Posts Tagged 'art'

Still Lifes of Georgio Morandi (by Clairan Ferrono)

Still Life 1956

Still Life 1956

 

I was introduced to the work of Georgio Morandi several years ago by my friend Barbara Fitzpatrick, who is an architect, painter, and now my drawing instructor.  At first I was puzzled by her enthusiasm for what looked to me like dull, repetitive, almost monochromatic, paintings of bottles and boxes? painted chunks of cement? blocks of old cheese?  I couldn’t even always make out what the objects were.  But Barb assured me I should keep on looking.  So look I did.  And the work began to intrigue me.

 

Still Life

Still Life

 

And I found myself going back to look again and again. The paintings are quiet, deceptively simple.  The objects can appear both flat and 3 dimensional at the same time.

 

Natura Morta II

Natura Morta II

 

Despite the apparent lack of color, there are many subtle shifts of value.

Still Life 1946

Still Life 1946

Still Life 1952

Still Life 1952

 still Life 1955


still Life 1955

 

When I first started drawing with Barb as my teacher, she had us look at Morandi carefully and attempt to draw one of his still lifes.   And it was then that I really started to look at the relationships among his objects, the shapes and volumes of his forms, the spaces between the bottles and boxes, the shadows, the subtle textural shifts, the places where one object almost, almost fades into another, but just doesn’t quite. or perhaps, in fact,  does.

Still Life 1960

Still Life 1960

 

But the aha! moment really came very recently.  I had been working on a piece and I knew it was close to finished,  but I was reverse appliqueing shapes to a background and I couldn’t get them quite right. I was satisfied with the shapes themselves and the background was good too. But they wouldn’t come together.  And then, the Morandi moment. . . . I remembered to look at the negative space.  And that was it.  Bang, they came together.  Thank you Morandi (and Barbara).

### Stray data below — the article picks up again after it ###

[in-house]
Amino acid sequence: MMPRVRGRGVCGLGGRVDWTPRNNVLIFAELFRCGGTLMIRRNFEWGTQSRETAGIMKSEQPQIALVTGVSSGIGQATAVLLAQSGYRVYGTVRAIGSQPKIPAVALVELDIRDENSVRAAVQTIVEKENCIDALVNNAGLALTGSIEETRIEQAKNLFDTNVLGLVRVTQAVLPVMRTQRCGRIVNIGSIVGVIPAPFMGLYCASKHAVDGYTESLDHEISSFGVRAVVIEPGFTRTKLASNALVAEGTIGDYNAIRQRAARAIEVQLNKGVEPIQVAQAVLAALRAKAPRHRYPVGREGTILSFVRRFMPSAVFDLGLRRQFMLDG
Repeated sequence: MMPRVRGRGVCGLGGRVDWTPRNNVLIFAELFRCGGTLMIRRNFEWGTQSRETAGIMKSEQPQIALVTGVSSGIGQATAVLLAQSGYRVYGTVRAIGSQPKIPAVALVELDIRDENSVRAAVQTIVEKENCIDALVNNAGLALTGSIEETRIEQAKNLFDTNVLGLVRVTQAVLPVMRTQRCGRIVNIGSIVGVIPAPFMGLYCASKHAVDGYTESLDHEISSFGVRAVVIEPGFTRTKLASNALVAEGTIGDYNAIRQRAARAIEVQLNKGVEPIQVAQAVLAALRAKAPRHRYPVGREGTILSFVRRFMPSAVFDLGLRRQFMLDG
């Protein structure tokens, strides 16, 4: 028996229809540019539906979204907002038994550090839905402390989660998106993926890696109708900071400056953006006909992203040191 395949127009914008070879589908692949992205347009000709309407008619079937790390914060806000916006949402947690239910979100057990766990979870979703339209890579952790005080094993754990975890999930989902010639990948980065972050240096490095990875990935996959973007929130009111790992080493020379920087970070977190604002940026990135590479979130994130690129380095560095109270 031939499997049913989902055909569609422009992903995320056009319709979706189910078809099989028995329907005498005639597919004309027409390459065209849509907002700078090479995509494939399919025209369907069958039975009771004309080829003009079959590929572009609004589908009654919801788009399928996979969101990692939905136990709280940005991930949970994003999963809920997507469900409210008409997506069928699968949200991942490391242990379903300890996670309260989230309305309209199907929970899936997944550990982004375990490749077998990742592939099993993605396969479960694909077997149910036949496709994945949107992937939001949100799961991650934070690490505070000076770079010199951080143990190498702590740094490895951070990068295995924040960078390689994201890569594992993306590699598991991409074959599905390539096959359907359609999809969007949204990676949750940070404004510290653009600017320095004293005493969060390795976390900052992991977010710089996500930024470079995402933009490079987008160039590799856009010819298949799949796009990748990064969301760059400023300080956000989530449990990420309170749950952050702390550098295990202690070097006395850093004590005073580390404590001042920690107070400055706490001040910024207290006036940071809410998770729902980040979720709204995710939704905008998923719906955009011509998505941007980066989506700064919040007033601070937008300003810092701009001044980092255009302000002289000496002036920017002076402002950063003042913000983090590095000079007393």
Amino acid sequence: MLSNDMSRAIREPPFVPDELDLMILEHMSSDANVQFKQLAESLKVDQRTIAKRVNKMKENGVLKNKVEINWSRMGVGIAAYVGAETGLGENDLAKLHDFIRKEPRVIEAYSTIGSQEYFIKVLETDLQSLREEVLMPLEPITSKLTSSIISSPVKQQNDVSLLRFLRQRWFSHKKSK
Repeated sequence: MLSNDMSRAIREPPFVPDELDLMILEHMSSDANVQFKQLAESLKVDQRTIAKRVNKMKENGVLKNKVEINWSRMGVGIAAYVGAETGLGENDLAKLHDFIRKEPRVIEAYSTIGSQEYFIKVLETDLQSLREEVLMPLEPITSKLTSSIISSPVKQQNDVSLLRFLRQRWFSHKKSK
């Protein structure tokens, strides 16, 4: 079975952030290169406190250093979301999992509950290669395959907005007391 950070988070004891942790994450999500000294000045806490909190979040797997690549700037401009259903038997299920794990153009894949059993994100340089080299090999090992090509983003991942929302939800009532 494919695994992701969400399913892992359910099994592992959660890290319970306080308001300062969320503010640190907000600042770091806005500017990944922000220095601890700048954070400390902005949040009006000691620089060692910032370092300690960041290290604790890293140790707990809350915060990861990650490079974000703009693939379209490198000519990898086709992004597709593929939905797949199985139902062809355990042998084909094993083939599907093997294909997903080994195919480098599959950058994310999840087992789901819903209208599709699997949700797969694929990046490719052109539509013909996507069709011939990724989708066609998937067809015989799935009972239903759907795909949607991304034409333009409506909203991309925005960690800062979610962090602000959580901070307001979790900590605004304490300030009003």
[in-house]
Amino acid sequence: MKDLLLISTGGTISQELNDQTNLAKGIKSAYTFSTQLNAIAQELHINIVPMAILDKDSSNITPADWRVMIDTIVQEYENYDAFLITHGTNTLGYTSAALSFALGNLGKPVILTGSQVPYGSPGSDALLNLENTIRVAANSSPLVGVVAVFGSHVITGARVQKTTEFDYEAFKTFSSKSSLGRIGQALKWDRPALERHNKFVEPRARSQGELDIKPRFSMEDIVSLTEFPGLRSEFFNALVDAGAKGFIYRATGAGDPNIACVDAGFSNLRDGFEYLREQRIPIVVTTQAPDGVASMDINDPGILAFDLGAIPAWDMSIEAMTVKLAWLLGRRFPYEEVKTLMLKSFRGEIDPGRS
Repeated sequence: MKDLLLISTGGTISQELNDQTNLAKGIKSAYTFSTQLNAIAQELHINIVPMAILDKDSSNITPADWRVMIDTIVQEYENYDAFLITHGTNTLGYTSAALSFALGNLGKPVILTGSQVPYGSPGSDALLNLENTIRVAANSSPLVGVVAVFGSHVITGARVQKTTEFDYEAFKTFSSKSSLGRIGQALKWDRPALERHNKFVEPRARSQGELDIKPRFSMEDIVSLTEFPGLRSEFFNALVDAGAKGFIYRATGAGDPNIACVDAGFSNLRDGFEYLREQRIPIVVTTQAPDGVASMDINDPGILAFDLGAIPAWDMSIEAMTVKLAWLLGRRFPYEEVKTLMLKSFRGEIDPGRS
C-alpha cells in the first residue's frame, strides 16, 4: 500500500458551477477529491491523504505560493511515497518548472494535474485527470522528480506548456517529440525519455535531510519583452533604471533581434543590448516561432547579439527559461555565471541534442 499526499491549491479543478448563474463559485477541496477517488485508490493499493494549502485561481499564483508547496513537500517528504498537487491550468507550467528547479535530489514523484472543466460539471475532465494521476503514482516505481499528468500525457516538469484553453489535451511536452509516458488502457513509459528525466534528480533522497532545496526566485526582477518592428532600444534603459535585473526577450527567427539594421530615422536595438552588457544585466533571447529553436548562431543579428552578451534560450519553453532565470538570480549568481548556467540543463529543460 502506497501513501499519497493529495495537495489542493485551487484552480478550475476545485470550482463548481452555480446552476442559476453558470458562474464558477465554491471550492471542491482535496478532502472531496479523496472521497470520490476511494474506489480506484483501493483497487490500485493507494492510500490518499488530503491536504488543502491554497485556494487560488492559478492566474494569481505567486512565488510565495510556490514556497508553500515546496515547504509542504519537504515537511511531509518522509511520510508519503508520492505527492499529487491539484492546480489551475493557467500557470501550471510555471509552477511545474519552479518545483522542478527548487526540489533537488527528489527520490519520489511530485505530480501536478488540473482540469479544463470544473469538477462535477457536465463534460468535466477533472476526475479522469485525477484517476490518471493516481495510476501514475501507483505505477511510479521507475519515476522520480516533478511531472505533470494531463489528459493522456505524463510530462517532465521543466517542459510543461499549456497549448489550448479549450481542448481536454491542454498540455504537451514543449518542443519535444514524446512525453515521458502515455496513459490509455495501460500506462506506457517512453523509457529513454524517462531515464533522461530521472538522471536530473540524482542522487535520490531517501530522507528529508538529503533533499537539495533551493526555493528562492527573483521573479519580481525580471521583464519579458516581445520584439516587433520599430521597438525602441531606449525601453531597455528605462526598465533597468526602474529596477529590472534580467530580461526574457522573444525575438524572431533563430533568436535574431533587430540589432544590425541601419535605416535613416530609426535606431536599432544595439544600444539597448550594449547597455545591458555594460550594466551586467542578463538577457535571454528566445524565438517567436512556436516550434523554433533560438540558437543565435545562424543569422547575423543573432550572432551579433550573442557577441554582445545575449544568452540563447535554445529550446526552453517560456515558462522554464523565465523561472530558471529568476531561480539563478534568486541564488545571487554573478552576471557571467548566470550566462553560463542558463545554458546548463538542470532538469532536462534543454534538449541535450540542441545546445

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Clay and Fiber: More in Common Than You Think (by Karen Musgrave)

In September 2012, I decided to move outside of my comfort zone and take a pottery/ceramics class. In addition to learning the art, I began studying the history and the work of ceramic artists. I discovered that the historical flow of knowledge and influence began in China then moved to Korea and finally to Japan. I choose to spend some time studying Japanese ceramics because I could more easily find translations and information. As I studied, I was struck by the many similarities between ceramics and quilts. There is the art vs. craft debate. Despite names like “bowl,” “jar,” or “vessel,” that imply some sort of practical function, pieces are created with the idea that personal fulfillment and self-expression are often more important than practical utility and commercial success. There is also the tension between the traditionalists and those who breaking away from tradition.  And finally, there is the educated vs the self taught debate.  It is my hope that this provides food for thought.

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Kishi Eiko (1948-) took archeology and anthropology courses in college, studied dyeing and painting and art history before taking up clay. She has no formal ties to a ceramic tradition. This independence has enabled her to develop a unique style. She uses a technique of her own invention, which she calls “color inlay” and usually works on two pieces at a time for months at a time. This piece took three months to make. “It is only in making my work that I understand where the piece is going.”